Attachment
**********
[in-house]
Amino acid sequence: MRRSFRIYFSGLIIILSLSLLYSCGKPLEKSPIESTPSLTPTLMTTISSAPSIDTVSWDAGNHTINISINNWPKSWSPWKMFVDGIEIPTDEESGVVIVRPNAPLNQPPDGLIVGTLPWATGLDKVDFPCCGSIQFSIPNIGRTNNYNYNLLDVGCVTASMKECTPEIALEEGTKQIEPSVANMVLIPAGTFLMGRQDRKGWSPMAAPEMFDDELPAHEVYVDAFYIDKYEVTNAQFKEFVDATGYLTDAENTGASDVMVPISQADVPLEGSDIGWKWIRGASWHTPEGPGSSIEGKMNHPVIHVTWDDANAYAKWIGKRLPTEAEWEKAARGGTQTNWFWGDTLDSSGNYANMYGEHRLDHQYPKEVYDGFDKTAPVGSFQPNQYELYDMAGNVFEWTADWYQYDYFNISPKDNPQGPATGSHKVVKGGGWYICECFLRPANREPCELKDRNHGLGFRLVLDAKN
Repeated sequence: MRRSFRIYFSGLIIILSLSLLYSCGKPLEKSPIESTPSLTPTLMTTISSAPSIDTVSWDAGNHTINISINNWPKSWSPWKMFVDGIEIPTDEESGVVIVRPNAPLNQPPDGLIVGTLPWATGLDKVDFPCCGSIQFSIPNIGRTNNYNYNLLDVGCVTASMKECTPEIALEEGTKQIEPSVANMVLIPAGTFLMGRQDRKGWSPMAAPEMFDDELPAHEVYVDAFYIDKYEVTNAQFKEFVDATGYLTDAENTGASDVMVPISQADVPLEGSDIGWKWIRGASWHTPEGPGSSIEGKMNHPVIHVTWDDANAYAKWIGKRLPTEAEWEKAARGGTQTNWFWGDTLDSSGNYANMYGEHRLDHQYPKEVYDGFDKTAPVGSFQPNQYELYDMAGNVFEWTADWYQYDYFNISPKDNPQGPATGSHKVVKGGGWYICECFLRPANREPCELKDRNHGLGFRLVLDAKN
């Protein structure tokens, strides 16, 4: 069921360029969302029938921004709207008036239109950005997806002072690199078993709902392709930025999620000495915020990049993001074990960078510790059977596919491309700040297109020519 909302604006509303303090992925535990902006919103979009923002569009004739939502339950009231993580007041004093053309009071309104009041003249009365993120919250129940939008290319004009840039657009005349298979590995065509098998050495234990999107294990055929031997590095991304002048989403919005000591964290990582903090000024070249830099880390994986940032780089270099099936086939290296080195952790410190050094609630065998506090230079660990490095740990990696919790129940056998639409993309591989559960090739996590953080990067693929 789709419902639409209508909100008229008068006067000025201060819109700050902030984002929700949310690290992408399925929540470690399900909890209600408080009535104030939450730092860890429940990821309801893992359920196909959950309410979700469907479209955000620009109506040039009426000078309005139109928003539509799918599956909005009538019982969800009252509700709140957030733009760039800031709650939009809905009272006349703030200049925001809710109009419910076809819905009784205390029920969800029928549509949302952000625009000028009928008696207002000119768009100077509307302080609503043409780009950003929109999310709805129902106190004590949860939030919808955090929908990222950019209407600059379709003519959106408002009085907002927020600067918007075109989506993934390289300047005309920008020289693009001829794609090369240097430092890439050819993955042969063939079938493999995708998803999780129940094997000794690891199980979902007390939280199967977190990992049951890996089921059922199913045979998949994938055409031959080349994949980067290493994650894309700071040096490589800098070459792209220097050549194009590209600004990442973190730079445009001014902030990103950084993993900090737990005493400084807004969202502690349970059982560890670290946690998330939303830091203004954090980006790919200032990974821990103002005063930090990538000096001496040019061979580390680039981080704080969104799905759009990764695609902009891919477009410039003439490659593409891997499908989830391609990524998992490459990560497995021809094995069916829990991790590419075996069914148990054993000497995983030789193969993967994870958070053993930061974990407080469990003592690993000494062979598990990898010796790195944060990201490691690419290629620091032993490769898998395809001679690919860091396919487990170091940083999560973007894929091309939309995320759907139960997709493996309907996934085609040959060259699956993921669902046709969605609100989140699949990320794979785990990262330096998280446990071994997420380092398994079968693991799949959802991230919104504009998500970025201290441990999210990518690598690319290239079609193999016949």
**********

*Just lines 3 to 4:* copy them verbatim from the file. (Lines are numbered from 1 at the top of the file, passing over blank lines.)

Repeated sequence: MRRSFRIYFSGLIIILSLSLLYSCGKPLEKSPIESTPSLTPTLMTTISSAPSIDTVSWDAGNHTINISINNWPKSWSPWKMFVDGIEIPTDEESGVVIVRPNAPLNQPPDGLIVGTLPWATGLDKVDFPCCGSIQFSIPNIGRTNNYNYNLLDVGCVTASMKECTPEIALEEGTKQIEPSVANMVLIPAGTFLMGRQDRKGWSPMAAPEMFDDELPAHEVYVDAFYIDKYEVTNAQFKEFVDATGYLTDAENTGASDVMVPISQADVPLEGSDIGWKWIRGASWHTPEGPGSSIEGKMNHPVIHVTWDDANAYAKWIGKRLPTEAEWEKAARGGTQTNWFWGDTLDSSGNYANMYGEHRLDHQYPKEVYDGFDKTAPVGSFQPNQYELYDMAGNVFEWTADWYQYDYFNISPKDNPQGPATGSHKVVKGGGWYICECFLRPANREPCELKDRNHGLGFRLVLDAKN
């Protein structure tokens, strides 16, 4: 069921360029969302029938921004709207008036239109950005997806002072690199078993709902392709930025999620000495915020990049993001074990960078510790059977596919491309700040297109020519 909302604006509303303090992925535990902006919103979009923002569009004739939502339950009231993580007041004093053309009071309104009041003249009365993120919250129940939008290319004009840039657009005349298979590995065509098998050495234990999107294990055929031997590095991304002048989403919005000591964290990582903090000024070249830099880390994986940032780089270099099936086939290296080195952790410190050094609630065998506090230079660990490095740990990696919790129940056998639409993309591989559960090739996590953080990067693929 789709419902639409209508909100008229008068006067000025201060819109700050902030984002929700949310690290992408399925929540470690399900909890209600408080009535104030939450730092860890429940990821309801893992359920196909959950309410979700469907479209955000620009109506040039009426000078309005139109928003539509799918599956909005009538019982969800009252509700709140957030733009760039800031709650939009809905009272006349703030200049925001809710109009419910076809819905009784205390029920969800029928549509949302952000625009000028009928008696207002000119768009100077509307302080609503043409780009950003929109999310709805129902106190004590949860939030919808955090929908990222950019209407600059379709003519959106408002009085907002927020600067918007075109989506993934390289300047005309920008020289693009001829794609090369240097430092890439050819993955042969063939079938493999995708998803999780129940094997000794690891199980979902007390939280199967977190990992049951890996089921059922199913045979998949994938055409031959080349994949980067290493994650894309700071040096490589800098070459792209220097050549194009590209600004990442973190730079445009001014902030990103950084993993900090737990005493400084807004969202502690349970059982560890670290946690998330939303830091203004954090980006790919200032990974821990103002005063930090990538000096001496040019061979580390680039981080704080969104799905759009990764695609902009891919477009410039003439490659593409891997499908989830391609990524998992490459990560497995021809094995069916829990991790590419075996069914148990054993000497995983030789193969993967994870958070053993930061974990407080469990003592690993000494062979598990990898010796790195944060990201490691690419290629620091032993490769898998395809001679690919860091396919487990170091940083999560973007894929091309939309995320759907139960997709493996309907996934085609040959060259699956993921669902046709969605609100989140699949990320794979785990990262330096998280446990071994997420380092398994079968693991799949959802991230919104504009998500970025201290441990999210990518690598690319290239079609193999016949």